A population-based estimate of the number of MSM sex workers in inner-city Johannesburg, South Africa: Implications for HIV prevention (PDF)
Poster presentation at 5th International AIDS Society (IAS) Conference on HIV Pathogenesis, Treatment and Prevention, Cape Town, 19-22 July
Kellerman,Scott E.; Fipaza,Zukiswa; Bagnol,Brigitte; Scorgie,Fiona; Geibel,Scott
Publication date: 2009
MSM in Africa are disproportionately affected by HIV (22% prevalence among MSM in Dakar, Senegal, 25% in coastal Kenya, 35% in Soweto, Johannesburg), are largely hidden throughout most of the continent, and many demonstrate considerable HIV risk behaviors. While greater attention has been focused on MSM populations in Africa in recent years, subgroups of MSM, such as MSM sex workers, generally are not considered in HIV prevention planning despite documented significantly higher risk behaviors among these men.
Using capture-recapture (CR) methodology, we obtained a population-based enumeration of MSM sex workers (i.e., any man who accepts money or goods in exchange for sex with another man) in inner-city Johannesburg (Hillbrow, Berea, Yeoville, Braamfontein) from April to May 2009. With a 30-member team of enumerators familiar with these neighborhoods, we mapped areas where MSM sex workers congregate (bars, cruising spots, parks, and two brothels). For the CR, the team approached individuals in these areas, determined whether they were MSM sex workers, and offered a distinctive "tag" (i.e., key chain) to those who assented, on two separate nights one week apart.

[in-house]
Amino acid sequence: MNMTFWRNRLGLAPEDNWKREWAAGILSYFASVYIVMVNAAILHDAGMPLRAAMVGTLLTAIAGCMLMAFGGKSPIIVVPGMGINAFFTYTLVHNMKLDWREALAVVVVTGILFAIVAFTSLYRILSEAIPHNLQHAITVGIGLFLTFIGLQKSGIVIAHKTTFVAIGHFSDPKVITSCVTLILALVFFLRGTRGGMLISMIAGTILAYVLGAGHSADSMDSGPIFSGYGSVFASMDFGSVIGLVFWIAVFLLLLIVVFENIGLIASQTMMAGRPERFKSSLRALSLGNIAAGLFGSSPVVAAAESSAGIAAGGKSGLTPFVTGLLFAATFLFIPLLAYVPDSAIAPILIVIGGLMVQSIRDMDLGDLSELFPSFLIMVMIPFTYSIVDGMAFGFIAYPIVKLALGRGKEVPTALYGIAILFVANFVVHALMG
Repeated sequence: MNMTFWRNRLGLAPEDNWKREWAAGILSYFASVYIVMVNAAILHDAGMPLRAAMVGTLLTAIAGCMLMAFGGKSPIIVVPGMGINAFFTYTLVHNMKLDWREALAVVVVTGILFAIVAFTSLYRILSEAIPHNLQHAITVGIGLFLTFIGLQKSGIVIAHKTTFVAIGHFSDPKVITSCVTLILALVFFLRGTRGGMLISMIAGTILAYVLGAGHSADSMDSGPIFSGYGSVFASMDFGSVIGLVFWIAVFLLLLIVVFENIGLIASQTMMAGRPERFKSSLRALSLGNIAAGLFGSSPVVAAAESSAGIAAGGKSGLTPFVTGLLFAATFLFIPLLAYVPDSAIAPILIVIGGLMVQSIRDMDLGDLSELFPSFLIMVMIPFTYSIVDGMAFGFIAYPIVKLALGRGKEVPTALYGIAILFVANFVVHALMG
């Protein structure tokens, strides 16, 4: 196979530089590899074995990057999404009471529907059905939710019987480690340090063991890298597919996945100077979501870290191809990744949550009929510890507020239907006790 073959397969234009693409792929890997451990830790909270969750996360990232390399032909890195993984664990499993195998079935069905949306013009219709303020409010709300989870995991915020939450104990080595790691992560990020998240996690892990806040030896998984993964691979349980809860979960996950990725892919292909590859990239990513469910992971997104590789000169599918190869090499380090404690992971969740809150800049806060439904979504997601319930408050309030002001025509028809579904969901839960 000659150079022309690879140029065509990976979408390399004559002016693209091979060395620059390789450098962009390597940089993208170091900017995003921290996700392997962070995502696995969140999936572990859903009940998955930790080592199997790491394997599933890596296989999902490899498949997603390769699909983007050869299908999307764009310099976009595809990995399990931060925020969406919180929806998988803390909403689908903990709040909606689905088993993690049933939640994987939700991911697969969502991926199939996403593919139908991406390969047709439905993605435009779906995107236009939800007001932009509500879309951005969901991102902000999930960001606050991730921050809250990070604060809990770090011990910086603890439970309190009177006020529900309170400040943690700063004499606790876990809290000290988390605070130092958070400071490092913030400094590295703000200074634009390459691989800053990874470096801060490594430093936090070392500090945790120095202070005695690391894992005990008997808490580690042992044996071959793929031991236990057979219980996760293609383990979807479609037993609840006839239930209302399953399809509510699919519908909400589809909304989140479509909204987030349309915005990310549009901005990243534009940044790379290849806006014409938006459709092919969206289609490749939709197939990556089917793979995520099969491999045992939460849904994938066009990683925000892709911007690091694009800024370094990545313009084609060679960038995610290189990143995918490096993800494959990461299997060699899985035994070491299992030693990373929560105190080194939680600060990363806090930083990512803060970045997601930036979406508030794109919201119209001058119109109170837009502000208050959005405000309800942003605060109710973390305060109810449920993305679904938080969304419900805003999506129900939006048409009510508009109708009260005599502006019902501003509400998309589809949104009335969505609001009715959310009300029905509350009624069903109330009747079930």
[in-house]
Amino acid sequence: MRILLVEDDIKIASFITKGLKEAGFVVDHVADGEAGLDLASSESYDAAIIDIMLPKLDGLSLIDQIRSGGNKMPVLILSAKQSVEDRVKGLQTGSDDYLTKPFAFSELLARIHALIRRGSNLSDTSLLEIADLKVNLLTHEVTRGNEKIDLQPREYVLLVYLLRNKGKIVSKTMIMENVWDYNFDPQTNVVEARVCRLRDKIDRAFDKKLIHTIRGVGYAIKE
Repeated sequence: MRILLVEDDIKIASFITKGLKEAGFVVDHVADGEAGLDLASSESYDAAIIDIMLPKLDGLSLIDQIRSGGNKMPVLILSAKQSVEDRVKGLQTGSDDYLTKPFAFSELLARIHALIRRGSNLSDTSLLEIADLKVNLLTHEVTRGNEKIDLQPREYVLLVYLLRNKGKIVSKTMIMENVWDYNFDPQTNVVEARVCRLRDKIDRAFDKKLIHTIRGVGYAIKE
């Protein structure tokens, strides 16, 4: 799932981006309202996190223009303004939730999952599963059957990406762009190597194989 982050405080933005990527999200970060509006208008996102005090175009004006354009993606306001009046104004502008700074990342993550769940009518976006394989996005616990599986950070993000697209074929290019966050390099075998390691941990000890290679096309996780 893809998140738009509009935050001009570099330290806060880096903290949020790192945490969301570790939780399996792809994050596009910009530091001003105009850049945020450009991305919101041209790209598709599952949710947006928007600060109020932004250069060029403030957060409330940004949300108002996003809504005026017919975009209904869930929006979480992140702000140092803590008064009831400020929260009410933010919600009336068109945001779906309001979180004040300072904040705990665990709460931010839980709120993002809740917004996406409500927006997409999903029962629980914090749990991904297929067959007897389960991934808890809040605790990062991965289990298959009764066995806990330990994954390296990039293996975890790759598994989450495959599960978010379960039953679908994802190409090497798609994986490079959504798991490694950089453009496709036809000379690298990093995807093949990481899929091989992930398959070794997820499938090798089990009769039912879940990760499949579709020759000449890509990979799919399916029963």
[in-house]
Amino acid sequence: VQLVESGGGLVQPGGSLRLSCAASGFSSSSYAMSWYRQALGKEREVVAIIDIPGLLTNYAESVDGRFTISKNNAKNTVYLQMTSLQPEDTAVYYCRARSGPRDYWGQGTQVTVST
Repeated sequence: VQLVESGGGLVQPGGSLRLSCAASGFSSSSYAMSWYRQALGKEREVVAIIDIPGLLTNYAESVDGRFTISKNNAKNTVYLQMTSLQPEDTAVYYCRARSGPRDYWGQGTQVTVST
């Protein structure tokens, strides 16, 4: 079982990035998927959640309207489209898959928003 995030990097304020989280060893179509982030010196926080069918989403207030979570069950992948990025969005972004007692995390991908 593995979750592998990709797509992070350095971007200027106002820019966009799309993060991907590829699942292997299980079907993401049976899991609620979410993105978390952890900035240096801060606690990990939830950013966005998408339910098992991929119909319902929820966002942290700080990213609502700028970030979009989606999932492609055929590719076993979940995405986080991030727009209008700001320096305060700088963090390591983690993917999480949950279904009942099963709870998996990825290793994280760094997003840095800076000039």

We counted 424 (95% CI: 377-471) MSM sex workers, 163 the first week, 141 the second week, with 88 recaptures. Most MSM sex workers were found in 28 bars, night clubs, and taverns, or around 20 cruising spots in area streets and parks. Anecdotally, enumerators reported MSM sex worker clients are non-gay-identified men who want "no-strings-attached anonymous sexual encounters."
We identified a surprisingly large population-based estimate of MSM sex workers working in inner-city Johannesburg. While we were not able to obtain behavioral information from these men, previous research suggests that HIV prevention behaviors are largely absent. This project documents the existence of an important HIV risk group in South Africa that is not currently targeted by existing HIV prevention programs.
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